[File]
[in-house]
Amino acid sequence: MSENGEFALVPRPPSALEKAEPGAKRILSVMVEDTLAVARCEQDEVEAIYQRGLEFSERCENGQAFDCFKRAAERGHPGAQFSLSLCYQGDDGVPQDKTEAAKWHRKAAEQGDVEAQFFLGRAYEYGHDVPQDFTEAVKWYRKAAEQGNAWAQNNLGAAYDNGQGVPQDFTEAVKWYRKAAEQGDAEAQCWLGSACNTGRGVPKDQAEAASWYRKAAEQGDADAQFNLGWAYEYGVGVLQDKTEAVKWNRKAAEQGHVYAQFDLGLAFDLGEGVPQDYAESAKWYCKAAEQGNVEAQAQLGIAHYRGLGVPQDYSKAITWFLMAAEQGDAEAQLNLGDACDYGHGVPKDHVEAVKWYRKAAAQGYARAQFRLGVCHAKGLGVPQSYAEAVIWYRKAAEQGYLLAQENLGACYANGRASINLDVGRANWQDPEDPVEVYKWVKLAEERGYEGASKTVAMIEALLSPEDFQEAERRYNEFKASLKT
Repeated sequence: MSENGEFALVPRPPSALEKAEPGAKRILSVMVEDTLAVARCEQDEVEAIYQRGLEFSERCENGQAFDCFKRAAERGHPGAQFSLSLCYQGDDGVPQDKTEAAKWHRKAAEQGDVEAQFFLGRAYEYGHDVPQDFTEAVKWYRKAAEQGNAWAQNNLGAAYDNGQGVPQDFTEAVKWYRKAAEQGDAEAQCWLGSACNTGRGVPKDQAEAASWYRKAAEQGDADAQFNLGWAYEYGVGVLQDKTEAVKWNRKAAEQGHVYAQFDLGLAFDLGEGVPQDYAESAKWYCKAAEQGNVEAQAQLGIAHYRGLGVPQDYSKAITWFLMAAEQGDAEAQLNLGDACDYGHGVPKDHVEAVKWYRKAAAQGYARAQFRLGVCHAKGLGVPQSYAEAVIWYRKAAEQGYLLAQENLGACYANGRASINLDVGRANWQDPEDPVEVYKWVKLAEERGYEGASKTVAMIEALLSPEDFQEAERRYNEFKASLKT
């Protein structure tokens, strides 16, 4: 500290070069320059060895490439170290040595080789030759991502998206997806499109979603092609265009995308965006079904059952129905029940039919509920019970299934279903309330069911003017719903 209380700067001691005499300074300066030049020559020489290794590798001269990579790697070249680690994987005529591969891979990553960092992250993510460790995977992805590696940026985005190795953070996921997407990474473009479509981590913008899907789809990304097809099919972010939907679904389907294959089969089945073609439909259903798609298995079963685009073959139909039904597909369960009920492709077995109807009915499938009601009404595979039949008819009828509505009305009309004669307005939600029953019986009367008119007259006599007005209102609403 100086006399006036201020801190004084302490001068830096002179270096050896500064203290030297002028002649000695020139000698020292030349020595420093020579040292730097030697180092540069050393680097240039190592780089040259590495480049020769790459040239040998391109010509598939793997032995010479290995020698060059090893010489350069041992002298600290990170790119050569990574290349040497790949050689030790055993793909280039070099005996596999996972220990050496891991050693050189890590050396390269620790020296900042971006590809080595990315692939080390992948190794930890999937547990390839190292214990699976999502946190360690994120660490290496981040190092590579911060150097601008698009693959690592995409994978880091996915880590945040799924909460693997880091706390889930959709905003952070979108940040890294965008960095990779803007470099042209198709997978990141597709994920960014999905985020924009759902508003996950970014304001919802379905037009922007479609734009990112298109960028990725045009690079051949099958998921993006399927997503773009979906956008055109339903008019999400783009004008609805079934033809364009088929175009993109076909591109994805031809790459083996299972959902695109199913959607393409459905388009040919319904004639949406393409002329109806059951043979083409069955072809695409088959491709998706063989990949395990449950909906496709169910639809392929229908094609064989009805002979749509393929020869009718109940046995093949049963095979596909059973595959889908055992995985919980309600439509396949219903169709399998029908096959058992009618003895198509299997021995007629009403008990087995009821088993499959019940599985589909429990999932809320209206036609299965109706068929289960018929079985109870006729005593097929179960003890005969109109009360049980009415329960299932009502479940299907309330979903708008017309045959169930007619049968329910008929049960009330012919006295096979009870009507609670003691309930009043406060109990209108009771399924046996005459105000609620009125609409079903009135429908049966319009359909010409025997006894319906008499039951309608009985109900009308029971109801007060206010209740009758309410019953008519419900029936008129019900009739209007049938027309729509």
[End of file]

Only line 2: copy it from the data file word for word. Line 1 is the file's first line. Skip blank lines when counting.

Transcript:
Amino acid sequence: MSENGEFALVPRPPSALEKAEPGAKRILSVMVEDTLAVARCEQDEVEAIYQRGLEFSERCENGQAFDCFKRAAERGHPGAQFSLSLCYQGDDGVPQDKTEAAKWHRKAAEQGDVEAQFFLGRAYEYGHDVPQDFTEAVKWYRKAAEQGNAWAQNNLGAAYDNGQGVPQDFTEAVKWYRKAAEQGDAEAQCWLGSACNTGRGVPKDQAEAASWYRKAAEQGDADAQFNLGWAYEYGVGVLQDKTEAVKWNRKAAEQGHVYAQFDLGLAFDLGEGVPQDYAESAKWYCKAAEQGNVEAQAQLGIAHYRGLGVPQDYSKAITWFLMAAEQGDAEAQLNLGDACDYGHGVPKDHVEAVKWYRKAAAQGYARAQFRLGVCHAKGLGVPQSYAEAVIWYRKAAEQGYLLAQENLGACYANGRASINLDVGRANWQDPEDPVEVYKWVKLAEERGYEGASKTVAMIEALLSPEDFQEAERRYNEFKASLKT